My non-cf first grader has been the brunt of some teasing due to recently getting glasses and reading books way beyond typical first grade level on the bus. (That one was a 5th grader who told her she was fake reading...no big deal, but upsetting to a kid who reads really well and knows it!)

The reason I'm responding is that I'm a seceond grade teacher. I know 7 and 8 year olds pretty well, and I deal with teasing pretty regularly. My approach in the classroom is to be as proactive about it as I can be. At the begining of the year we talk a lot about individual differences and respecting ALL people. That set the stage for specific discussions as teasing episodes crop up - usually in October, for some reason. I try to role play several of the big "teasing targets" with the kids...things that are bound to come up during hte year, like someone getting glasses, someone having an unpleasant smell about them, and someone not reading well (My personal hot button - I HATE it when they tease about that!)

We do this at a mornig meeting - I play the teaser first, and I say the most outrageus things. Things that kids really say, but that make everyone go "OOOOOHHHH!" I usually pick a pretty with it kid to be my partner, and I prepare them ahead of time wiht some responses that work, and some that don't work. We do this for just a few minutes a day, I don' t dwell on it too much, or it becomes a monster.

After we role play several scenarios (over a few days) we list the kids reactions to what I was saying as the teaser. That helps them to see that everyone dislikes being teased. Then, I give them a chance to be the teaser. I'm always careful about who I pick to do this. I like it to be the ones who have the most potential to BE teased. Somehow, when the "tough" kids hear the teasing words come out of a potential "victim's" mouth it has a strong impact. I'm not sure why, and I'm always afraid it's going to backfire on me, but it's worked so far. I also script the taunts for these exercises. I don't want this to get out of control. Again, we focus on how the teasing makes us feel, but since I'm playing the tease-ee, this time, I model some responses.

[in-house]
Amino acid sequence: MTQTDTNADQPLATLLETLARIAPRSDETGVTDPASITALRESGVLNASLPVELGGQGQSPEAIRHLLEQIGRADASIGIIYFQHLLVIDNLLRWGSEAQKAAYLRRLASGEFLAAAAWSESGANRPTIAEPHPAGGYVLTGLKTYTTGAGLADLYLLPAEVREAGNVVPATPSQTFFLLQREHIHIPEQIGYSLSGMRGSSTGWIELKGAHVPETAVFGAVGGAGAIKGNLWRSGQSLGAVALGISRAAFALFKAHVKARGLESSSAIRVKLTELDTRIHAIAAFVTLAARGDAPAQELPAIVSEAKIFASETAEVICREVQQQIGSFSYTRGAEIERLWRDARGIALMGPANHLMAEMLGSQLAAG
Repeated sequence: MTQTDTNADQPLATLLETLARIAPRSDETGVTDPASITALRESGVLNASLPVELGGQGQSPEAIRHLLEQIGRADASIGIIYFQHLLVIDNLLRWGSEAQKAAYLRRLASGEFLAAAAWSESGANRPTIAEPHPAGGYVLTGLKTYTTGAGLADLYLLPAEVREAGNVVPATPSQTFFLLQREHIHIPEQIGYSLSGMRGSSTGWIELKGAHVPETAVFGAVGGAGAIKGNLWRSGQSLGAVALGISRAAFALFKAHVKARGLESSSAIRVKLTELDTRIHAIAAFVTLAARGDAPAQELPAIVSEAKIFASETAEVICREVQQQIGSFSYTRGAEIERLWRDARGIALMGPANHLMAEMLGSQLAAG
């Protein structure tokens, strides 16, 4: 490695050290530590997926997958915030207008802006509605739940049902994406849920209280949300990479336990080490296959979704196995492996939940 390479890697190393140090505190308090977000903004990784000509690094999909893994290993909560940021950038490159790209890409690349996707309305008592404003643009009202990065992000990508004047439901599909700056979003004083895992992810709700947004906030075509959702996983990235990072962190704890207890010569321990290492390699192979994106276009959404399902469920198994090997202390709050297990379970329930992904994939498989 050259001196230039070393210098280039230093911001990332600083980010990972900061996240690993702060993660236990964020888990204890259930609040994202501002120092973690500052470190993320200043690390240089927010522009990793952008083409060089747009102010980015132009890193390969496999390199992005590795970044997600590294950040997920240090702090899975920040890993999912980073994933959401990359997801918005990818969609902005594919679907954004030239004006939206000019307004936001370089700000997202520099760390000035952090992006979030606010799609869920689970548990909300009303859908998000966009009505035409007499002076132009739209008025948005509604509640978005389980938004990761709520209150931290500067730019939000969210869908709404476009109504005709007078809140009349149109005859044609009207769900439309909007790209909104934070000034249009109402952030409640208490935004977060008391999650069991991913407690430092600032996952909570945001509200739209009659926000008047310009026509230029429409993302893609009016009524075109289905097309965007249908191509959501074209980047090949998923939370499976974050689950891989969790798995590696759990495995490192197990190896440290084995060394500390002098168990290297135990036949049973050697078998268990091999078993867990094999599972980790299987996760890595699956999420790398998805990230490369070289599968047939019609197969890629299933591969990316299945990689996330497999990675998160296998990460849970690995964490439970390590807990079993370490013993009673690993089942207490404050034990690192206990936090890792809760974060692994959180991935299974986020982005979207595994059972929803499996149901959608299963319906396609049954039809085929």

Recently one of my boys got an exercise ball to sit on, instead of a chair like everyone else. It helps calm his nervous system so that he can focus on tasks at hand, not on his need to move. It works really well, but, introducing a big red exercise ball to a room full of 7 year old boys had me shaking in my boots. I know it was going to be a hot commodity, and therefore, fodder for teasing this already awarkward, socially struggling little boy. So, he and I practiced what to do and say if he was teased, then we presented our role play to the class. He LOVED it. He felt so strong, I think, to be able to act in front of his classmates. I think he's a little dissappointed that no one has teased him or pestered him for a turn on his ball because he's armed with some great responses!

SO..could Emily's teacher address the teasing issue with the whole class. NOt even cf-teasing, just typical 3rd grade issues (There are a boat load of them!!!)

Can you role play with her, or better yet, an adult who isn't mom? (If your house is like mine, mom isn't cool anymore!) If Emily gets to be both the teaser and the tease-ee in various scenarios it might help her to feel more in control of the situation.

Mostly, keep reassuring her that you love her. Keep showing her that she is in charge of what happens to her. She'll come out of this stonger and more compassionate toward others. Fortunately, ,grade school doesn't last forever.

Good luck to your sweet girl, and to you!

izemmom
01-29-2010, 01:28 PM
Hi Harriet!

I actually thought I responded to this thread already...guess I must have thought about my response while dong other things and never actually typed it. uuugh, juggling everything has its downside sometimes!

We've not had to deal with cf-related teasing ...yet. My Emily is only 4 and her pre-school friends pretty much ignore her enzymes and feeding tube (although, one boy was pestering her about her tube last year and she got fed up and told him it was really dangerous and if he touched it, green goo would spray out of it and get him!)